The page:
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Summaries of EU Legislation

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Maritime safety: port State control

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Maritime safety: port State control


Substandard ships are dangerous, cause pollution and have unhealthy on-board living and working conditions. Strict controls ensure all vessels in EU, Icelandic and Norwegian waters comply with existing safety standards.


It helps to drastically reduce substandard shipping in EU waters. It does so by making sure ships respect EU and international maritime safety and environmental rules and by establishing common criteria for ship inspections.


The legislation applies to any eligible ship and its crew calling at, or anchored in, a European port.

EU governments must ensure they have a sufficient number of qualified inspectors with the necessary resources to carry out the controls.

All eligible ships using an EU port are given a risk profile in the inspection database. This is based on criteria such as the type and age of a vessel and determines the thoroughness and frequency of the inspections.

Annual inspections are compulsory for ships with a high-risk profile and optional for others.

Priority is given to inspecting vessels that infrequently dock at EU ports.

Initial inspections check that certificates and documents are in order and assess a ship’s overall condition.

If deficiencies are discovered, the ship is subject to a more detailed inspection.

Expanded inspections are reserved for high-risk profile vessels, passenger ships and oil, gas, chemical and bulk carriers over 12 years of age.

Any deficiencies discovered must be rectified. If these are clearly a risk to safety, health or the environment, the vessel is detained until they are made good.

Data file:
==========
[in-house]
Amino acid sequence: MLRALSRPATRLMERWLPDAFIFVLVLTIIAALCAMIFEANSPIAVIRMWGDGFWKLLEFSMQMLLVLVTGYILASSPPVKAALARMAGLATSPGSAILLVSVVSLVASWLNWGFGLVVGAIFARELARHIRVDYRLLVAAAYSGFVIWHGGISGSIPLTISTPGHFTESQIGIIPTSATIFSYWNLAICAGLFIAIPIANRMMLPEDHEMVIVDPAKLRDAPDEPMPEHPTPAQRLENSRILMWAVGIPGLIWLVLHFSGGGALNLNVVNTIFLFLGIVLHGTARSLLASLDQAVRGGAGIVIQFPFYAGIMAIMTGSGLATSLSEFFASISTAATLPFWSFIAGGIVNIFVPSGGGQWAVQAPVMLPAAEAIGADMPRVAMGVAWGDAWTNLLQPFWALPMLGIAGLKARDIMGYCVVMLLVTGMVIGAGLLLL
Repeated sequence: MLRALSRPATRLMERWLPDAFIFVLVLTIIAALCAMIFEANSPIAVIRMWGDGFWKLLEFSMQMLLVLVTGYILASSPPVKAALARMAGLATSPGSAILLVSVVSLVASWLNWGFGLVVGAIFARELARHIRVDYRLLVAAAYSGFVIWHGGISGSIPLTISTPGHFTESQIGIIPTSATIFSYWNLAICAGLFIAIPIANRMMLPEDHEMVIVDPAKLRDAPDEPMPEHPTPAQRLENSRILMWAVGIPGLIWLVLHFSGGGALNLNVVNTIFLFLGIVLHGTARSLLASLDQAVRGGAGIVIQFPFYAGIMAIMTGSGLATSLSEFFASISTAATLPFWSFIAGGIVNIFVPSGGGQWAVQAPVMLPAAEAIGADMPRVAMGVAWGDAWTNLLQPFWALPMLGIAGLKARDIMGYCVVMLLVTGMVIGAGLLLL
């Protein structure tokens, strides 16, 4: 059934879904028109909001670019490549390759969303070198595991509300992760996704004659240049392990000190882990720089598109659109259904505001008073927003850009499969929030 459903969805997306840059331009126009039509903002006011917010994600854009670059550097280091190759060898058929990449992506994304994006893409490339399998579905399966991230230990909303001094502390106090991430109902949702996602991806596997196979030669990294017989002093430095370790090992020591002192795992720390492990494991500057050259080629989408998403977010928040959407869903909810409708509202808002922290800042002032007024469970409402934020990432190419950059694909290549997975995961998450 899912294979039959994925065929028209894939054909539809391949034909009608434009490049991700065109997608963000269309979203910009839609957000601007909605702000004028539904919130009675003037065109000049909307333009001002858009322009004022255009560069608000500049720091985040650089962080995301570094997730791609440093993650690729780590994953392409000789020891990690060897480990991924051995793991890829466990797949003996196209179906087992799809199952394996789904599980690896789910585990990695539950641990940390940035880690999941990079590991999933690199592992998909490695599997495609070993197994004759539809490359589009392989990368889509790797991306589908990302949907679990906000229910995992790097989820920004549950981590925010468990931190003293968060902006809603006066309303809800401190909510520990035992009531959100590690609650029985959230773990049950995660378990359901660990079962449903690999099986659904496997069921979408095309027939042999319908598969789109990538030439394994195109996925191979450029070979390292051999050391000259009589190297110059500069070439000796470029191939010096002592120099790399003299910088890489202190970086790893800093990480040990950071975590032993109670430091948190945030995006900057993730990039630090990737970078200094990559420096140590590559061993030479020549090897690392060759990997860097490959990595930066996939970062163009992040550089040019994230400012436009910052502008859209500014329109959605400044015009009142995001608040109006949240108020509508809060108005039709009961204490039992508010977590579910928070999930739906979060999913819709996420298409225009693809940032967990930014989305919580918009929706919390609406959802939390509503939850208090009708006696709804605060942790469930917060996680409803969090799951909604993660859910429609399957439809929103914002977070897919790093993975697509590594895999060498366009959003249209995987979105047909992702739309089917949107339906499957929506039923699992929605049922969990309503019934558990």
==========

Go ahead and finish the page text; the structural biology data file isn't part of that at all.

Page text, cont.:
National authorities may refuse port access to ships which have been detained more than twice during the previous 2 to 3 years.

Ship owners or operators may appeal against any detention or refusal of access.

The European Commission maintains and updates the inspection database. It regularly publishes details of companies with low or very low compliance rates on a public website.

The legislation does not cover fishing or naval support vessels, warships, certain types of wooden ships or private yachts.


On 17 June 2009, although EU countries had until 1 January 2011 to adapt their legislative and administrative systems.

For more information, see:


Directive 2009/16/EC of the European Parliament and of the Council of 23 April 2009 on port State control



Entry into force

Deadline for transposition in the Member States

Official Journal

Directive 2009/16/EC



OJ L 131, 28.5.2009, pp. 57-100.

Amending act(s)

Entry into force

Deadline for transposition in the Member States

Official Journal

Directive 2013/38/EU



OJ L 218, 14.8.2013, pp. 1-7.

Regulation (EU) No 1257/2013



OJ L 330, 10.12.2013, pp. 1-20

Regulation (EU) 2015/757



OJ L 123, 19.5.2015, pp. 55-76

Successive amendments and changes to Directive 2009/16/EC have been incorporated in the original text. This consolidated version is of documentary value only.

last update 30.09.2015